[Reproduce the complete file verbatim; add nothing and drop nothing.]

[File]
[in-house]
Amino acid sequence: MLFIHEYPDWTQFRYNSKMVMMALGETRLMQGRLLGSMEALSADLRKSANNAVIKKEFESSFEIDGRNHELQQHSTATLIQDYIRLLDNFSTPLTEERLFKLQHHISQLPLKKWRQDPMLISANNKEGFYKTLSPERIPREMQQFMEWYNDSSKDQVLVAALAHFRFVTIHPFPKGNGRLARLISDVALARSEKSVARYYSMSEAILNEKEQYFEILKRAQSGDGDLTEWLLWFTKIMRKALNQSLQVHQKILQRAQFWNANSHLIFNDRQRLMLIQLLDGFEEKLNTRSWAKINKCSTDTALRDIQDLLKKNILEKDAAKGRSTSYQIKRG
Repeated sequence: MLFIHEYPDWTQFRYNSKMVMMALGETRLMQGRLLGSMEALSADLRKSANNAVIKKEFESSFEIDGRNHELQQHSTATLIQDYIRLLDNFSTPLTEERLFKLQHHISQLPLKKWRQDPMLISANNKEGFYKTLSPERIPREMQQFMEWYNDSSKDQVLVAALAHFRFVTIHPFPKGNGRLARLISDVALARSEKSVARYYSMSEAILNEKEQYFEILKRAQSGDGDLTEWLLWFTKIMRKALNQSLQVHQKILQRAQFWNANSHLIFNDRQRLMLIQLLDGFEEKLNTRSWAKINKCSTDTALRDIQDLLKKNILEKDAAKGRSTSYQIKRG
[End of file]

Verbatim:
[in-house]
Amino acid sequence: MLFIHEYPDWTQFRYNSKMVMMALGETRLMQGRLLGSMEALSADLRKSANNAVIKKEFESSFEIDGRNHELQQHSTATLIQDYIRLLDNFSTPLTEERLFKLQHHISQLPLKKWRQDPMLISANNKEGFYKTLSPERIPREMQQFMEWYNDSSKDQVLVAALAHFRFVTIHPFPKGNGRLARLISDVALARSEKSVARYYSMSEAILNEKEQYFEILKRAQSGDGDLTEWLLWFTKIMRKALNQSLQVHQKILQRAQFWNANSHLIFNDRQRLMLIQLLDGFEEKLNTRSWAKINKCSTDTALRDIQDLLKKNILEKDAAKGRSTSYQIKRG
Repeated sequence: MLFIHEYPDWTQFRYNSKMVMMALGETRLMQGRLLGSMEALSADLRKSANNAVIKKEFESSFEIDGRNHELQQHSTATLIQDYIRLLDNFSTPLTEERLFKLQHHISQLPLKKWRQDPMLISANNKEGFYKTLSPERIPREMQQFMEWYNDSSKDQVLVAALAHFRFVTIHPFPKGNGRLARLISDVALARSEKSVARYYSMSEAILNEKEQYFEILKRAQSGDGDLTEWLLWFTKIMRKALNQSLQVHQKILQRAQFWNANSHLIFNDRQRLMLIQLLDGFEEKLNTRSWAKINKCSTDTALRDIQDLLKKNILEKDAAKGRSTSYQIKRG